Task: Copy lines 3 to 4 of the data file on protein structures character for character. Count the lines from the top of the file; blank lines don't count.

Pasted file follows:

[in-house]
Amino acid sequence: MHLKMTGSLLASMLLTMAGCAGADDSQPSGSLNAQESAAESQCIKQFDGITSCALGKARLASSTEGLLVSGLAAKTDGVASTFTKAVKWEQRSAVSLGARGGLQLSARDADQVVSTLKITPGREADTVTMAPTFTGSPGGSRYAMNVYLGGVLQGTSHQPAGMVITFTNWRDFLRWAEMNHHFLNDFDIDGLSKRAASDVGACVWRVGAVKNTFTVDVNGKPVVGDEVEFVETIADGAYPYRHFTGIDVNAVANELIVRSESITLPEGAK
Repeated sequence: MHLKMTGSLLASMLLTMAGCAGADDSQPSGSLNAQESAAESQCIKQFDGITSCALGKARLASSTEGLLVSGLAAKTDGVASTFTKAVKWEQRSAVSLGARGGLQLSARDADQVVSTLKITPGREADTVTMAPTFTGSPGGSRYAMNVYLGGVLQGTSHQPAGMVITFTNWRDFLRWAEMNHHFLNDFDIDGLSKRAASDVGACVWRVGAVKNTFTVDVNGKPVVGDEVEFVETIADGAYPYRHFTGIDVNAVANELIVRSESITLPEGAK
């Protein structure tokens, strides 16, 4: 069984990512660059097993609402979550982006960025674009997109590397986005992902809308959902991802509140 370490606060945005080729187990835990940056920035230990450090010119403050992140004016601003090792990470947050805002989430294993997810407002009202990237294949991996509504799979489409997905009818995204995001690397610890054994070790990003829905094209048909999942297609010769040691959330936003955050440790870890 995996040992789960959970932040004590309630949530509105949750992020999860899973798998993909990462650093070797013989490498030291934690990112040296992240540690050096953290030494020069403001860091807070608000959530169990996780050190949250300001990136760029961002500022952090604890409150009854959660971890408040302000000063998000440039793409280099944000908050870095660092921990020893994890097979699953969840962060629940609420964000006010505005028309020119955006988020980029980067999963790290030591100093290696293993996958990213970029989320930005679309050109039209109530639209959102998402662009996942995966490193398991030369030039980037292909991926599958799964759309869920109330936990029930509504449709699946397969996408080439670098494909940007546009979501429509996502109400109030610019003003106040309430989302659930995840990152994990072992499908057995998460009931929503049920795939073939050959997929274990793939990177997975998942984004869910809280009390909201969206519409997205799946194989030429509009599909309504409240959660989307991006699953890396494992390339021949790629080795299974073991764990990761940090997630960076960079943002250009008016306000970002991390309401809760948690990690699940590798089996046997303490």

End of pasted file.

Repeated sequence: MHLKMTGSLLASMLLTMAGCAGADDSQPSGSLNAQESAAESQCIKQFDGITSCALGKARLASSTEGLLVSGLAAKTDGVASTFTKAVKWEQRSAVSLGARGGLQLSARDADQVVSTLKITPGREADTVTMAPTFTGSPGGSRYAMNVYLGGVLQGTSHQPAGMVITFTNWRDFLRWAEMNHHFLNDFDIDGLSKRAASDVGACVWRVGAVKNTFTVDVNGKPVVGDEVEFVETIADGAYPYRHFTGIDVNAVANELIVRSESITLPEGAK
């Protein structure tokens, strides 16, 4: 069984990512660059097993609402979550982006960025674009997109590397986005992902809308959902991802509140 370490606060945005080729187990835990940056920035230990450090010119403050992140004016601003090792990470947050805002989430294993997810407002009202990237294949991996509504799979489409997905009818995204995001690397610890054994070790990003829905094209048909999942297609010769040691959330936003955050440790870890 995996040992789960959970932040004590309630949530509105949750992020999860899973798998993909990462650093070797013989490498030291934690990112040296992240540690050096953290030494020069403001860091807070608000959530169990996780050190949250300001990136760029961002500022952090604890409150009854959660971890408040302000000063998000440039793409280099944000908050870095660092921990020893994890097979699953969840962060629940609420964000006010505005028309020119955006988020980029980067999963790290030591100093290696293993996958990213970029989320930005679309050109039209109530639209959102998402662009996942995966490193398991030369030039980037292909991926599958799964759309869920109330936990029930509504449709699946397969996408080439670098494909940007546009979501429509996502109400109030610019003003106040309430989302659930995840990152994990072992499908057995998460009931929503049920795939073939050959997929274990793939990177997975998942984004869910809280009390909201969206519409997205799946194989030429509009599909309504409240959660989307991006699953890396494992390339021949790629080795299974073991764990990761940090997630960076960079943002250009008016306000970002991390309401809760948690990690699940590798089996046997303490």